two indications upon the stick. It gives us the basis for several
"Has anything escaped me?" I asked with some self-
importance. "I trust that there is nothing of consequence which I
"I am afraid, my dear Watson, that most of your conclusions
were erroneous. When I said that you stimulated me I meant, to
be frank, that in noting your fallacies I was occasionally guided
towards the truth. Not that you are entirely wrong in this in-
stance. The man is certainly a country practitioner. And he walks
a good deal."
"Then I was right."
"To that extent."
"But that was all."
"No, no, my dear Watson, not all -- by no means all. I would
suggest, for example, that a presentation to a doctor is more
likely to come from a hospital than from a hunt, and that when
the initials 'C.C.' are placed before that hospital the words
'Charing Cross' very naturally suggest themselves."
"You may be right."
"The probability lies in that direction. And if we take this as a
working hypothesis we have a fresh basis from which to start our
construction of this unknown visitor."
"Well, then, supposing that 'C.C.H.' does stand for 'Charing
Cross Hospital,' what further inferences may we draw?"
"Do none suggest themselves? You know my methods. Apply
"I can only think of the obvious conclusion that the man has
practised in town before going to the country."
"I think that we might venture a little farther than this. Look
at it in this light. On what occasion would it be most probable
that such a presentation would be made? When would his friends
unite to give him a pledge of their good will? Obviously at the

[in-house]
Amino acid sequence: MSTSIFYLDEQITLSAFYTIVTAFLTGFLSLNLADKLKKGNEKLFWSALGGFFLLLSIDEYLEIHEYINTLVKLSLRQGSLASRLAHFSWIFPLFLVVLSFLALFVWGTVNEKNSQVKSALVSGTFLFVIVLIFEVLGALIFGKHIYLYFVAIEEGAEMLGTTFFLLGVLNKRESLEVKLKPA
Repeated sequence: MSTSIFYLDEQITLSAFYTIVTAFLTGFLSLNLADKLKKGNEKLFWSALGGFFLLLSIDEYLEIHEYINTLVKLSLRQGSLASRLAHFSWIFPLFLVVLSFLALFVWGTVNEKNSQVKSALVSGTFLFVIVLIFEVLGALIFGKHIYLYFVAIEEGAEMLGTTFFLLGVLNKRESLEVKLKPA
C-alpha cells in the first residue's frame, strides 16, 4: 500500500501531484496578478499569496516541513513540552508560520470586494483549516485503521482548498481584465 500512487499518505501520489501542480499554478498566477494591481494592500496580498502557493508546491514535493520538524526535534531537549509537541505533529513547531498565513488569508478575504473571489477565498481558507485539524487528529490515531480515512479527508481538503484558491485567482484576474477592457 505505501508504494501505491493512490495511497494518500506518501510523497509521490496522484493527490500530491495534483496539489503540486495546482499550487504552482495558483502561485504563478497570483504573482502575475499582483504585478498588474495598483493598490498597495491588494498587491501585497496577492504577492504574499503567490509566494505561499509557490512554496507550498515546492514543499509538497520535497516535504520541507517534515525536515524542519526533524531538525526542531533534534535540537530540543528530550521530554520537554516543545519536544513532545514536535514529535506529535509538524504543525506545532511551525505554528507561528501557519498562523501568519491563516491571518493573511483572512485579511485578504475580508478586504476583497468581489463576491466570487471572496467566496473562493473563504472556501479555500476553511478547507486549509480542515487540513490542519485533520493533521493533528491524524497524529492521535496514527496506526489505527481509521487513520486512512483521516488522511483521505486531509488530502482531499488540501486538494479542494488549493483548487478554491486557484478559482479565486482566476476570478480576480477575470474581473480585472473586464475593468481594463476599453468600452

moment when Dr. Mortimer withdrew from the service of the
hospital in order to start in practice for himself. We know there
has been a presentation. We believe there has been a change
from a town hospital to a country practice. Is it, then, stretching
our inference too far to say that the presentation was on the
occasion of the change?"
"It certainly seems probable."
"Now, you will observe that he could not have been on the
staff of ohe hospital, since only a man well-established in a
London practice could hold such a position, and such a one
would not drift into the country. What was he, then? If he was in
the hospital and yet not on the staff he could only have been a
house-surpeon or a house-physician -- little more than a senior
student. And he left five years ago -- the date is on the stick. So
your grave, middle-aged family practitioner vanishes into thin
air, my dear Watson, and there emerges a young fellow under
thirty, amiable, unambitious, absent-minded, and the possessor
of a favourite dog, which I should describe roughly as being
larger than a terrier and smaller than a mastiff."
I laughed incredulously as Sherlock Holmes leaned back in his
settee and blew little wavering rings of smoke up to the ceiling.
"As to the latter part, I have no means of checking you," said
I, "but at least it is not difficult to find out a few particulars
about the man's age and professional career." From my small
medical shelf I took down the Medical Directory and turned up
the name. There were several Mortimers, but only one who
could be our visitor. I read his record aloud.
"Mortimer, James, M.R.C.S.,
1882, Grimpen, Dartmoor,
"No mention of that local hunt, Watson," said
Holmes with a